Girls losing out to boys in getting treatment for cancer

Girls are losing out to boys in the fight against cancer — for two boys, only one girl got treatment at Mumbai’s Tata Memorial Hospital (TMH), the largest cancer hospital in India.

This gender gap is hampering paediatric cancer treatment among girls, say oncologists, and calls for measures addressing a range of issues from prejudice and awareness to even financial aid.

Records from TMH accessed by The Indian Express show that in the 10-year period between 2011-2021, a total of 18,394 children from across India were provided treatment at TMH Hospital. Of these, as many as 11,962 or 65% were boys, the remaining 6,432 were girls, making up for 35% of the total children.

These numbers tell a larger national story given that of the total paediatric patients, only 30% are from Maharashtra, the rest from other states.

Even at the Homi Bhabha Cancer Hospital, Varanasi, the second largest paediatric oncology centre among the TMCs – it runs a total of eight – the gender gap is wide. In 2019, of the 325 paediatric cancer patients, 197 or 60 per cent were boys and in 2020, of the 392 patients, 250 or 63 per cent were boys.

At TMH, Mumbai, over the last 10 years, the aggregate number of boys is nearly double that of girls who came for treatment at the hospital – the gap over 75% in each year except for 2018 where the number of boys was only 24 per cent more than that of girls. (See chart)

Girls losing out to boys in getting treatment for cancer

In comparison, the gender gap narrows in the adult population. According to data available, in 2017, of the total 34,906 cancer cases among the adult population who came to TMH, Mumbai, 57 per cent were male and in 2018, of the 36,095 adult cancer cases, 58 per cent were male.

This gap is a matter of concern given that the most common cancers in children don’t discriminate based on gender.

Said Dr Girish Chinnaswamy, paediatric oncologist at TMH: “Oral, breast or prostate cancers are minimal among children. Mostly, we witness blood cancers or cancer in bones, lungs, brain, among others which equally affect both genders.”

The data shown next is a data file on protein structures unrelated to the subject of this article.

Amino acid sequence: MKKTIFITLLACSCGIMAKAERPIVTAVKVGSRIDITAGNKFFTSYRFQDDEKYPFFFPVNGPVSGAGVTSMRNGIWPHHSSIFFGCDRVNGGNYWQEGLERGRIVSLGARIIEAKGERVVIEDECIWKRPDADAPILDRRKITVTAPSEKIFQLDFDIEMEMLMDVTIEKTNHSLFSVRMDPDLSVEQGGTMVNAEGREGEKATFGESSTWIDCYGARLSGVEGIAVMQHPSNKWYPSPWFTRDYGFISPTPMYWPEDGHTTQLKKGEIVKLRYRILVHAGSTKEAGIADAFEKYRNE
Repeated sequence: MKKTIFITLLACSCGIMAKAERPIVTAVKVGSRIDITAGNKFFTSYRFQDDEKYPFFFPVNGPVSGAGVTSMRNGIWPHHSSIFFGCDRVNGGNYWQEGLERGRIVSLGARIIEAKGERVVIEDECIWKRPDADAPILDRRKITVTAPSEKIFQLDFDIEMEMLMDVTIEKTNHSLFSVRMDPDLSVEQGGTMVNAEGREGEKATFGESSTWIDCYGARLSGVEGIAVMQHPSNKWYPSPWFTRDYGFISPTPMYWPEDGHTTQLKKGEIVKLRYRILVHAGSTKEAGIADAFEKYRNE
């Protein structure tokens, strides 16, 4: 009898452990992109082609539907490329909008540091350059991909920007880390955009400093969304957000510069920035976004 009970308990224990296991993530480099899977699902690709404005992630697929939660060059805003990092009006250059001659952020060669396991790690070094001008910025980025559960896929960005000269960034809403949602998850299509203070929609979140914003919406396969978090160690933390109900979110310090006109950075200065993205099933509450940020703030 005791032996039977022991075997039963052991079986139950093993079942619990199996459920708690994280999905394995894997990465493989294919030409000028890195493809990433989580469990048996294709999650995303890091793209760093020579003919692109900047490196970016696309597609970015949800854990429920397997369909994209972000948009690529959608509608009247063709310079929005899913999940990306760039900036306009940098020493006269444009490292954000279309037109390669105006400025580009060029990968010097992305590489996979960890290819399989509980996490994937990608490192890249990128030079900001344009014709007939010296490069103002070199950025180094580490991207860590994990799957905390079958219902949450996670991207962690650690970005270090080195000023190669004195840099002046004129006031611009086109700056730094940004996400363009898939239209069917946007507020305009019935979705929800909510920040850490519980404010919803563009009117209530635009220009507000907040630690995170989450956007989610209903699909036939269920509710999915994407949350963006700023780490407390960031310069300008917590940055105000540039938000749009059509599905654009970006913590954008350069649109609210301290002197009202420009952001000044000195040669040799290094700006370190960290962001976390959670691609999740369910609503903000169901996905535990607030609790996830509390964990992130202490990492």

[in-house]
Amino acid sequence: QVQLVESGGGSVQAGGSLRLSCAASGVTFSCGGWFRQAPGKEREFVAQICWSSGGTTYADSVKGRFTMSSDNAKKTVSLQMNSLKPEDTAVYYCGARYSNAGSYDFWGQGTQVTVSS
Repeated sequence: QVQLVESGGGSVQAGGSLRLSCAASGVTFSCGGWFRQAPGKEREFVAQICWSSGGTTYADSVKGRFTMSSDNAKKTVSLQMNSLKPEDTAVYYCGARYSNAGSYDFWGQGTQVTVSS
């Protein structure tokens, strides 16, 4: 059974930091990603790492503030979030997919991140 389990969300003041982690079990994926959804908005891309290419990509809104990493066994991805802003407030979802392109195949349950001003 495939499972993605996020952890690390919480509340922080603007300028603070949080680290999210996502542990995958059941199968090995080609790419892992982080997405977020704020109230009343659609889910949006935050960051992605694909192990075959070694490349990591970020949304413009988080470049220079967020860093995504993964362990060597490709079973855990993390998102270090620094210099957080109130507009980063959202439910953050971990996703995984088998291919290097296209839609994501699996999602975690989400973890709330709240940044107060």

He attributed the gap to the possibility that “compared to boys, girls are less likely to be referred for diagnosis.”

Also, since early detection and timely treatment result in recovery in almost 80 per cent of the paediatric cases, oncologists said that girls who are not getting treated with cancer are losing their chance of survival and having a normal life like other children.

An illustrative example is that of a one-year-old girl from Latur who was detected with leukaemia — blood cancer — in 2021 and was undergoing treatment at the hospital. On March 7, 2021, however, her father got her discharged and took her to their native village. When social volunteers contacted him, he refused to continue with the treatment and the girl died in a few weeks.

“The family already had another daughter so citing the example of her future, they refused to travel back to Mumbai for treatment of the patient,” said Shalini Jatia, Secretary, ImPaCCT Foundation, Paediatric Oncology, TMC.

“No one says it directly. They beat around the bush then subtly pass on the message — a girl’s life holds lesser value,” she added.

The gender wise detection and treatment gap in India is in sharp contrast to that in developed economies where it is 1:1.

Said Dr S D Banavali, director of all the eight Tata Memorial Centres (TMCs) in India and professor at medicine and paediatrics at TMH: “The skewed sex ratio in cancer detection can be attributed to the social attitude where cancer-ridden girls aren’t prioritised for treatment. They don’t even reach the hospitals for treatment so cancer cases in girls go unreported.”

Banavali added: “Although the situation has improved, in cases of cancer in eyes and kidneys, where we need to remove the organs, parents refuse to do so citing that their girls won’t get married. Similar attribute is observed when we suggest amputations to save lives.”

“The sex-ratio in cancer detection is more skewed in northern parts of India. A study of AIIMS showed the ratio of boys to girls was 5:1,” said Dr Banavali.

The gender gap is also reflected in the rate of “treatment refusal and abandonment” (TRA) when it comes to girls. The TRA rate among boys in 2019 at TMH, Mumbai, was 2.3% compared to 2.7% among girls.

Of the 20 girls who dropped out of treatment, eight of the cases were due to gender-based disparity.

In 2020, the TRA rate was 3.2% among boys compared to 4.6% among girls. Of the 19 girl drop-outs, in eight cases, the reason was gender-discrimination. However, last year was an exception when TRA was higher in boys (1.9%) than girls (1.7%).

Often, even after arranging money for treatment of the girls, parents opt out. Anita Peter, executive director, Cancer Patients Aid Association, said that often parents refuse to upload the photos of girls affected with cancer on crowd-funding portals to collect money for treatment.

“They fear that if their relatives or neighbours get to know about cancer, their daughters won’t get married. So they deny financial help even if that costs the lives of their daughters,” she said.

Source link